Catalonia and Scotland in the EU? Hmm…

Herman Van Rompuy just said: The treaties apply to the Member States. If a part of the territory of a Member State ceases to be a part of that state because that territory becomes a new independent state, the treaties will no longer apply to that territory. Following this my question is as follow: Would you say that the fact that there is no clear EU membership perspective could be one of the factors in Scottish independence referendum and maybe also a factor which will influence the Catalonia independence movement?

James Ker-LindsaySenior Research Fellow on the Politics of South East Europe, The London School of Economics and Political Science

I would not say that there is no clear membership perspective for either Scotland or Catalonia. There is. The problem is how their relationship with the EU would develop. On the one hand, the Scottish Government argues that Scotland would automatically remain within the European Union. On the other, there are a number of EU officials who insist that they would have to leave the Union and reapply for membership.

My own view is that the reality would actually fall somewhere between the two. I do not think that Scotland or Catalonia should expect automatic membership. At the very least, there would have to be a period of negotiation in order to determine some key issues concerning their membership, such as their voting weight in EU decision making, the number of MEPs, etc. Then the new structures would have to be ratified by the other member states. However, it must also be recognised that they have been functioning parts of the EU for many decades. They are fully integrated into EU structures and are far more aligned with the acquis communautaire, the EU’s body of laws, than many of the newer members of the Union. They would have very little problem ‘making the grade’, so to speak. To this extent, I see no reason why there should not be an expedited accession process. This would run hand in hand with the necessary negotiations that they would have to undertake in order to become independent. As a result, at the moment Scotland and/or Catalonia became independent from the UK and Spain they would accede to the EU as an independent state. In other words, independence and EU accession would be a seamless process.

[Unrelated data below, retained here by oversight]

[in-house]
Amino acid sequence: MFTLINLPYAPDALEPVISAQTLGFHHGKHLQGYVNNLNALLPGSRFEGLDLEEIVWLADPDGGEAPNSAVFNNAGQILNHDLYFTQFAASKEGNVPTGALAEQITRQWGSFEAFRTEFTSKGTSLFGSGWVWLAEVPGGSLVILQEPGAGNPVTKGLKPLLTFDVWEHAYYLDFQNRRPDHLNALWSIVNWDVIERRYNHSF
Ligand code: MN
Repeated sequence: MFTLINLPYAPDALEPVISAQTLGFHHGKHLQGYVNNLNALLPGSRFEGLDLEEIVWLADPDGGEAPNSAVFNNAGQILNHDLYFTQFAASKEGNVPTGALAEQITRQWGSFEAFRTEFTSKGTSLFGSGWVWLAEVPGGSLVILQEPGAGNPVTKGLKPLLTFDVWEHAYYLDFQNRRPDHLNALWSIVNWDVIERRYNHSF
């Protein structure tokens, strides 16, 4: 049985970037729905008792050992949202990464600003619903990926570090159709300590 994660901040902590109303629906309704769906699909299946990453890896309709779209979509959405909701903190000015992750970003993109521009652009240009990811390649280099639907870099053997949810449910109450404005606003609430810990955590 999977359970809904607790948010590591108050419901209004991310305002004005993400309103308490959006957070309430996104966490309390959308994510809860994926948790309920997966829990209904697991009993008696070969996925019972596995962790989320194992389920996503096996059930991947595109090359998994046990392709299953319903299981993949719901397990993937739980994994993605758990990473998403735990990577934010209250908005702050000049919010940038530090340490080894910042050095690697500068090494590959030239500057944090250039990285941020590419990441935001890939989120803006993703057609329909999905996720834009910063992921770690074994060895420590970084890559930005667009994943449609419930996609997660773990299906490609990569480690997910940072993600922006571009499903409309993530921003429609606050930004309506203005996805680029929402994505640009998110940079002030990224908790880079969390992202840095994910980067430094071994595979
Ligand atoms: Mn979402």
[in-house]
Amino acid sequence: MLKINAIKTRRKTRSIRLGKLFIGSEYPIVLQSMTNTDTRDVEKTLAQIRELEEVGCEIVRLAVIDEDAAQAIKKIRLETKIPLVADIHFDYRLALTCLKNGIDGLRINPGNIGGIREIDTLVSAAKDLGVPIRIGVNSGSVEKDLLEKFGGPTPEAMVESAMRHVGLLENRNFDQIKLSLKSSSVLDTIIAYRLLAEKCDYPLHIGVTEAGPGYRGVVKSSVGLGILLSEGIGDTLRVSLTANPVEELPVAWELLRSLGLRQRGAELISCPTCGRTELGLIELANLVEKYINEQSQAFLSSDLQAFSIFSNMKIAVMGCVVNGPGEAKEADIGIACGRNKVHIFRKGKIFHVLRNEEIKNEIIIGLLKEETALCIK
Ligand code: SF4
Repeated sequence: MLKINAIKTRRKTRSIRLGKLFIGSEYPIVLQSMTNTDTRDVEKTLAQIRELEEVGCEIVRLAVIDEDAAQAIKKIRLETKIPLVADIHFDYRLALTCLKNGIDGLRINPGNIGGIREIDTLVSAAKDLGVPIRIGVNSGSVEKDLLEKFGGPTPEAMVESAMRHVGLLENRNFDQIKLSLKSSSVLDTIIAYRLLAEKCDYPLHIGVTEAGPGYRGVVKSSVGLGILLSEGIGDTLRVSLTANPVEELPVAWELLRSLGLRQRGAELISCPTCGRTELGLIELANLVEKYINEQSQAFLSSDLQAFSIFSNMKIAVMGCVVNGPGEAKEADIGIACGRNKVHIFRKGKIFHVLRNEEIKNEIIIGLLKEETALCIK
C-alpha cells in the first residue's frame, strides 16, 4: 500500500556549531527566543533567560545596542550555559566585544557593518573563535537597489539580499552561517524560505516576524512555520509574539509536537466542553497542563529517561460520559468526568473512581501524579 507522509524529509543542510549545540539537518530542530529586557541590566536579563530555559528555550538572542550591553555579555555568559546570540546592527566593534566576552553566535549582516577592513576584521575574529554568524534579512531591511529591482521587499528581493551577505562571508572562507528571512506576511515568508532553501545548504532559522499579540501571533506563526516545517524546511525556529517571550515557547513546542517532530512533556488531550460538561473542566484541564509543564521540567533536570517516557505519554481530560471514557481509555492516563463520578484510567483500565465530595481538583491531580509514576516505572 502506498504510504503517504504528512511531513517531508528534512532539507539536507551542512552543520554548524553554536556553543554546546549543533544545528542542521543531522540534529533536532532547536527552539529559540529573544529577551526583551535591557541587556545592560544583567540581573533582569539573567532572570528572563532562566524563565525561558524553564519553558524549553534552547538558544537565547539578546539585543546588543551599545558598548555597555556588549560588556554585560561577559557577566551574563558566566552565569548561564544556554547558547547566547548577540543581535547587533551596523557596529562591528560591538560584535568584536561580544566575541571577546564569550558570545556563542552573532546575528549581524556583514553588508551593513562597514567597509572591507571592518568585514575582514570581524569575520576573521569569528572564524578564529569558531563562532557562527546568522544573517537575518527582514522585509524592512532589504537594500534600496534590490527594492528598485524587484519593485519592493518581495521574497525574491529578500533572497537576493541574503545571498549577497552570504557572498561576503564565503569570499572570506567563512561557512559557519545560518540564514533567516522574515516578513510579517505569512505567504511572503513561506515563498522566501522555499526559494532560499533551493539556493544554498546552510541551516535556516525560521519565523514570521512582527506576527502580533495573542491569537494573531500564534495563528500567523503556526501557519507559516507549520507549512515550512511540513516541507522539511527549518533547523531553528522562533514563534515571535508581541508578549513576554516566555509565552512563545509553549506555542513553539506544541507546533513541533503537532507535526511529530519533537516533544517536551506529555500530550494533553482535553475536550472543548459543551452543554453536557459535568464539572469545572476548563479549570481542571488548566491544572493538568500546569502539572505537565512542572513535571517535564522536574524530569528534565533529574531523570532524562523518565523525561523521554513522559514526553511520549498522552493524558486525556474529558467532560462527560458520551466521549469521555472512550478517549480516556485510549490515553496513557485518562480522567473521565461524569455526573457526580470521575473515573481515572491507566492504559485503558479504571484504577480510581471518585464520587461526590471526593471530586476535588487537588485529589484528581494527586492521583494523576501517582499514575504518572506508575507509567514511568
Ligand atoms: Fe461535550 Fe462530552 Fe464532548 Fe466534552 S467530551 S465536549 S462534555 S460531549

Ultimately, what we are dealing with is a political problem, not a legal one. I have no doubt whatsoever that if the EU members wanted to adopt a different approach concerning Scotland and Catalonia they could do so very easily, and that they could both join the EU in a relatively easy and unproblematic manner. Indeed, the idea that they would be forced out the EU and would have to join the queue with the states of the Western Balkans and Turkey is verging on the absurd. I would even go so far as to say that to even suggest this is a deliberate attempt by senior EU officials, such as van Rompuy and Barroso to influence the debate in an unacceptable manner. They should simply confine themselves to saying that this is a decision for members states and that the EU strongly supports European unity and the full respect for democracy and constitutional politics.

Vincent Laborderie, Doctorant à l’Université Catholique de Louvain (UCL), Centre d’Etudes des Crises et Conflits Internationaux (CECRI)

I answer that the possibility of being excluded from EU, even it is for a certain period, clearly constitute a factor which influence Catalonia as well as Scotland.

In the case of an independent Scotland, the new country probably will not have difficulties to re-integrate EU because there is an Agreement with UK government. But this point will be used by supporters of the “No”.

On the contrary, Madrid reject the possibility of a referendum and even the right to Catalans to decide alone to quit Spain. It must be recalled that, for a candidate-member can enter EU, it must be accepted by ALL actual members. Every actual member have a veto right to new applicants. Therefore, Spanish government would have the possibility to block an independent Catalonia and leave it outside EU.

Polls in Catalonia showed that 50-55% of the population wanted to leave Spain but also that 70% don’t want to leave EU. What is more, exclusion from EU, even for a while, seems unbearable economically and unacceptable for business community. As a consequence, I think that the most probable outcome will be a settlement between Spain and Catalonia, even if it takes years to achieve it. Maybe a referendum will be hold but, even if a majority of the population vote for independence (which I doubt), I think it won’t result in total independence but in a crisis which can lead to a very autonomous status for Catalonia.


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